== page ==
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Percept Psychophys. 1992 Nov;52(5):519-28.

Infants' responsiveness to the auditory and visual attributes of a sounding/moving stimulus.

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  • New York State Institute for Basic Research in Developmental Disabilities, Staten Island.


Responses to unimodal and multimodal attributes of a compound auditory/visual stimulus were investigated in 4-, 6-, 8-, and 10-month-old infants. First, infants were habituated to a compound stimulus consisting of a visual stimulus that moved up and down on a video monitor and a sound that occurred each time the visual stimulus reversed direction at the bottom. Once each infant met a habituation criterion, a series of test trials was administered to assess responsiveness to the components of the compound stimulus. Response was defined as the total duration of visual fixation in each trial. In the two unimodal test trials, the rate at which the component was presented was changed while the rate of the other component remained the same, whereas in the bimodal test trial the rate of both components was changed simultaneously. Results indicated that infants at each age successfully discriminated the bimodal and the two unimodal changes and that regression to the mean did not account for the results. Results also showed that disruption of the temporal relationship that accompanied the change in rate in the two unimodal test trials was also discriminable, but rate changes appeared to play a greater role in responsiveness than did synchrony changes. Considered together with results from similar prior studies, the current results are consistent with the modality appropriateness hypothesis in showing that discrimination of temporal changes in the auditory and visual modalities is dependent on the specialization of the sensory modalities.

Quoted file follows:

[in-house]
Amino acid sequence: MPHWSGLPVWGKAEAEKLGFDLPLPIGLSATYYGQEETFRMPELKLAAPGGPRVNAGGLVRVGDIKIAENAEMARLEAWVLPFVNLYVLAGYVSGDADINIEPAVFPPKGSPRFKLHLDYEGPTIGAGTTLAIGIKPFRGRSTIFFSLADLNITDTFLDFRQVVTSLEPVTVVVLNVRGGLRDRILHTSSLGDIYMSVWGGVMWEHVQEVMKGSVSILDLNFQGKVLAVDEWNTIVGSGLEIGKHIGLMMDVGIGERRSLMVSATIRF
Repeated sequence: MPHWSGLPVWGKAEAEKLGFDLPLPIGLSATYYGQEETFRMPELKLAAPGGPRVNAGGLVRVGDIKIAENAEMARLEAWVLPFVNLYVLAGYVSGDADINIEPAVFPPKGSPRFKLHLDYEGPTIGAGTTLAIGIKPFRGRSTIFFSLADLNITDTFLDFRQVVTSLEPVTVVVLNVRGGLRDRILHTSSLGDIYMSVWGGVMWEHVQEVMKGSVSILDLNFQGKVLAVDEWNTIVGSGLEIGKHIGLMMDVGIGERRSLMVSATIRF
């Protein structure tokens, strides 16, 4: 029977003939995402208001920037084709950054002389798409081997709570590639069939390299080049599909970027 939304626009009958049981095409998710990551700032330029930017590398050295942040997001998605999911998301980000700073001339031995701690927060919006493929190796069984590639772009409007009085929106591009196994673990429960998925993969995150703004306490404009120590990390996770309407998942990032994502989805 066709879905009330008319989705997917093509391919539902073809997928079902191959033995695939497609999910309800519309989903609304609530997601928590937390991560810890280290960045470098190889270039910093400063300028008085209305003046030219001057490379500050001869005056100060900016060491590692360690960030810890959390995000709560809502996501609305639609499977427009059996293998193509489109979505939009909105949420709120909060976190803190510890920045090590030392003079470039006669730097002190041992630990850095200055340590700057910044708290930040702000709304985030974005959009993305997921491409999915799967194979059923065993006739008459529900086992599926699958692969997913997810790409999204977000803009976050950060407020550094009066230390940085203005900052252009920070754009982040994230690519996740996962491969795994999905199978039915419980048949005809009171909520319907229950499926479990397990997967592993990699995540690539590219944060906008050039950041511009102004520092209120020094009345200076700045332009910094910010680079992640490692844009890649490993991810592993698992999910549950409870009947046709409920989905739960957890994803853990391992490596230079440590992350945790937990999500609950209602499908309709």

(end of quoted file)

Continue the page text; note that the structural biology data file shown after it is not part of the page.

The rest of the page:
[PubMed - indexed for MEDLINE]
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